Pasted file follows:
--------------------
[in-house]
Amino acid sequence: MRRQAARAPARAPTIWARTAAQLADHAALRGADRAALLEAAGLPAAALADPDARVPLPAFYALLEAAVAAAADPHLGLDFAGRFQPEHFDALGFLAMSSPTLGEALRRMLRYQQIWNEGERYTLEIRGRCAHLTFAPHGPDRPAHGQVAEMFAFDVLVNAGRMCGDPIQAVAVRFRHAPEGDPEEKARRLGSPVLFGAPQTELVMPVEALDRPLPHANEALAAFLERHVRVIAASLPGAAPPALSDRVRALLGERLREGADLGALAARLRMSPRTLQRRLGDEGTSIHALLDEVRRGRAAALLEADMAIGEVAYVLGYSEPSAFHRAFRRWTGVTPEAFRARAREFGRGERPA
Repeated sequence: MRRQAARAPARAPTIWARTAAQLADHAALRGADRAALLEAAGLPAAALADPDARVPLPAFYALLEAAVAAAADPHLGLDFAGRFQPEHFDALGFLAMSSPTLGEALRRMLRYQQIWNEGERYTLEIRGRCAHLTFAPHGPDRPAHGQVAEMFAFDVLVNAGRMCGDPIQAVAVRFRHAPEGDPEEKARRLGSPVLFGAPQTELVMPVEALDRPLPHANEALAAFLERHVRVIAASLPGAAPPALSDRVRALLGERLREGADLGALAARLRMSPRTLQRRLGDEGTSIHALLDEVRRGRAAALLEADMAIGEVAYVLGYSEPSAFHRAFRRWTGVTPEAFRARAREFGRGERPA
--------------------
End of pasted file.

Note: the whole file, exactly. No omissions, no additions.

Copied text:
[in-house]
Amino acid sequence: MRRQAARAPARAPTIWARTAAQLADHAALRGADRAALLEAAGLPAAALADPDARVPLPAFYALLEAAVAAAADPHLGLDFAGRFQPEHFDALGFLAMSSPTLGEALRRMLRYQQIWNEGERYTLEIRGRCAHLTFAPHGPDRPAHGQVAEMFAFDVLVNAGRMCGDPIQAVAVRFRHAPEGDPEEKARRLGSPVLFGAPQTELVMPVEALDRPLPHANEALAAFLERHVRVIAASLPGAAPPALSDRVRALLGERLREGADLGALAARLRMSPRTLQRRLGDEGTSIHALLDEVRRGRAAALLEADMAIGEVAYVLGYSEPSAFHRAFRRWTGVTPEAFRARAREFGRGERPA
Repeated sequence: MRRQAARAPARAPTIWARTAAQLADHAALRGADRAALLEAAGLPAAALADPDARVPLPAFYALLEAAVAAAADPHLGLDFAGRFQPEHFDALGFLAMSSPTLGEALRRMLRYQQIWNEGERYTLEIRGRCAHLTFAPHGPDRPAHGQVAEMFAFDVLVNAGRMCGDPIQAVAVRFRHAPEGDPEEKARRLGSPVLFGAPQTELVMPVEALDRPLPHANEALAAFLERHVRVIAASLPGAAPPALSDRVRALLGERLREGADLGALAARLRMSPRTLQRRLGDEGTSIHALLDEVRRGRAAALLEADMAIGEVAYVLGYSEPSAFHRAFRRWTGVTPEAFRARAREFGRGERPA